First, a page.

On his mood board, Giambattista Valli had photographs of 20th-century furniture and buildings alongside words such as “abstract,” “kaleidoscopic” and “hypnotic.” Backstage after the show, he cited an interest in industrial design, and referenced Metabolism, the Japanese movement that merged architectural designs with organic shapes.
To those who know Valli and his penchant for clothes aimed at pretty young (and more mature) things, this was an unexpected turn, but so was the spring collection.
The designer explored the theme through the Sixties lens and a subtle Japanese vibe in the details. The industrial edge was in the precise lines of the silhouettes: clean shifts as well as tunics paired with slim pants that were only slightly flared — no room for ruffle and flounce here.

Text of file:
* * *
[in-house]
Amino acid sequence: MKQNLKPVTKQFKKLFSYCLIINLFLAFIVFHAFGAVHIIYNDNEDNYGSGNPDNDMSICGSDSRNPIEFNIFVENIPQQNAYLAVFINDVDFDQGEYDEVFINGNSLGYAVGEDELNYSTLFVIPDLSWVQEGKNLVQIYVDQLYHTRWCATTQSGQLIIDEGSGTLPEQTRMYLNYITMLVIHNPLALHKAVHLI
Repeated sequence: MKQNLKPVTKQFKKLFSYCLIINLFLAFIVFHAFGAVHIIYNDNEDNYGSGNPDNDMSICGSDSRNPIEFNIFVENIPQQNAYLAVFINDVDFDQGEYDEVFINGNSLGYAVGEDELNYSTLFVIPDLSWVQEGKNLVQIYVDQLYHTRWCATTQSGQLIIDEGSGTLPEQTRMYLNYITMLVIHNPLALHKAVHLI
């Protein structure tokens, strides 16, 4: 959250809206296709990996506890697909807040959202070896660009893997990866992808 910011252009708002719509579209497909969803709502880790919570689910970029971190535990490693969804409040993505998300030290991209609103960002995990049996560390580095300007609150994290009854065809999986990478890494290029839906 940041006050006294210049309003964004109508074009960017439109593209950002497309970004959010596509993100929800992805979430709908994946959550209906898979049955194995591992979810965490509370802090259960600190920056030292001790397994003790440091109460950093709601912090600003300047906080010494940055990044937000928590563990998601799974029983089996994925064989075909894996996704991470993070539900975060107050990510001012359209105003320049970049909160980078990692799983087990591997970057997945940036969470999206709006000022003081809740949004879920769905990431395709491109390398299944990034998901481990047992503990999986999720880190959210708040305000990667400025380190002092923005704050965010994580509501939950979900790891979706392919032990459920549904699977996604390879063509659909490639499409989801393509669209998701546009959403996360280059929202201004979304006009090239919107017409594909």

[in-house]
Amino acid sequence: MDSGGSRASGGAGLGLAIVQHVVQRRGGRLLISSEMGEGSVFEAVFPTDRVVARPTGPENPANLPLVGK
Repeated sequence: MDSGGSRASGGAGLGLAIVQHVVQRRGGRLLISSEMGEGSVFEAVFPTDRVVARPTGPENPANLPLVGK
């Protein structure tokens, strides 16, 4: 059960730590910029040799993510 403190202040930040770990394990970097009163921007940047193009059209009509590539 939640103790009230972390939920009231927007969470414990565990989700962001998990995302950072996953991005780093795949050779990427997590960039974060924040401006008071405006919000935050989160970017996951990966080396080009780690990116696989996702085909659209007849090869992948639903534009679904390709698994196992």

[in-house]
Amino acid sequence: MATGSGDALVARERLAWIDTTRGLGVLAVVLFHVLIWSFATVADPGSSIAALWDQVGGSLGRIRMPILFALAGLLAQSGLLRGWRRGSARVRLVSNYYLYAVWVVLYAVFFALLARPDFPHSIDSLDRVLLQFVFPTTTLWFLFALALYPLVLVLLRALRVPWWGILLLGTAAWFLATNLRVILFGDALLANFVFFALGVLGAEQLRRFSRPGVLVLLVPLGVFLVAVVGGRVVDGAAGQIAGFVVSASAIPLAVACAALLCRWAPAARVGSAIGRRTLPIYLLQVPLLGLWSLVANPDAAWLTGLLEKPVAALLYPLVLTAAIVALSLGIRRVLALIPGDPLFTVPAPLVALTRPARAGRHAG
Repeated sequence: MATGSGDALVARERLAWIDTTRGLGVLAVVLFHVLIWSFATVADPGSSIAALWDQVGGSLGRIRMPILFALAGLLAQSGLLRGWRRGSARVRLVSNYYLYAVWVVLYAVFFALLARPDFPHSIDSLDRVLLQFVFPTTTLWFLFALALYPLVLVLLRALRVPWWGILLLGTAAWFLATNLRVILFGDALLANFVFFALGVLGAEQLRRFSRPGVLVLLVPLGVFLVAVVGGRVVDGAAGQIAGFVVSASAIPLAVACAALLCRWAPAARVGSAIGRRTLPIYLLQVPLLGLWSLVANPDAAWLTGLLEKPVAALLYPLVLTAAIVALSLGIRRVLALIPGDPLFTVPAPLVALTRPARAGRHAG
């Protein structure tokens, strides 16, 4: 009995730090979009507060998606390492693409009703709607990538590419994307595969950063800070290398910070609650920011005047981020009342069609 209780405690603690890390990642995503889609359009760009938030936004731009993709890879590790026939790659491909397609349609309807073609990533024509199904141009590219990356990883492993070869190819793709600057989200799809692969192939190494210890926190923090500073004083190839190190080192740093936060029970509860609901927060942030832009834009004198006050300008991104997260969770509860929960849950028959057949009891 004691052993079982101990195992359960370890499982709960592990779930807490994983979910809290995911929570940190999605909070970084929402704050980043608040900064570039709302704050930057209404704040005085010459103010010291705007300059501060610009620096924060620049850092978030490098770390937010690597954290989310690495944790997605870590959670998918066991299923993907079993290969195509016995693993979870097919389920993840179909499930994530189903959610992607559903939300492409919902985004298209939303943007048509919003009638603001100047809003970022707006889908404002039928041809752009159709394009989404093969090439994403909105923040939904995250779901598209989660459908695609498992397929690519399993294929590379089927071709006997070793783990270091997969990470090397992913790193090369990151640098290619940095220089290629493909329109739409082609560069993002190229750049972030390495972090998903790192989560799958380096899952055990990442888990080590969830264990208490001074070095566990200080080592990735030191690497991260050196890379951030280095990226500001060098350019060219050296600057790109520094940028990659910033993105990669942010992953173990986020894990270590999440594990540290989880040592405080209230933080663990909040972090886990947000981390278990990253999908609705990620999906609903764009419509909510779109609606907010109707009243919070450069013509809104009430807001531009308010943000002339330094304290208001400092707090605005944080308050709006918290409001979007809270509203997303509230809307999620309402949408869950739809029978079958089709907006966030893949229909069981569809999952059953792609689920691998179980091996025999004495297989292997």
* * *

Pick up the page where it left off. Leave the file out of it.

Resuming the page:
Surface work added an organic dimension. The patterns were eclectic, busy and perhaps even a touch psychedelic (which explains the hypnotic part). The most memorable motif looked like a musical note; a vine, meanwhile, recalled the patterns of an Asian silk screen.
There was something arts-and-craftsy about these looks, a notion extending to several frayed numbers that appeared shredded — certainly playful, but not for everyone.
The calmer pieces were standouts, especially the simple white tunic shown over pants featuring a bold stripe on one leg. The look was industrial by Valli standards, and also chic.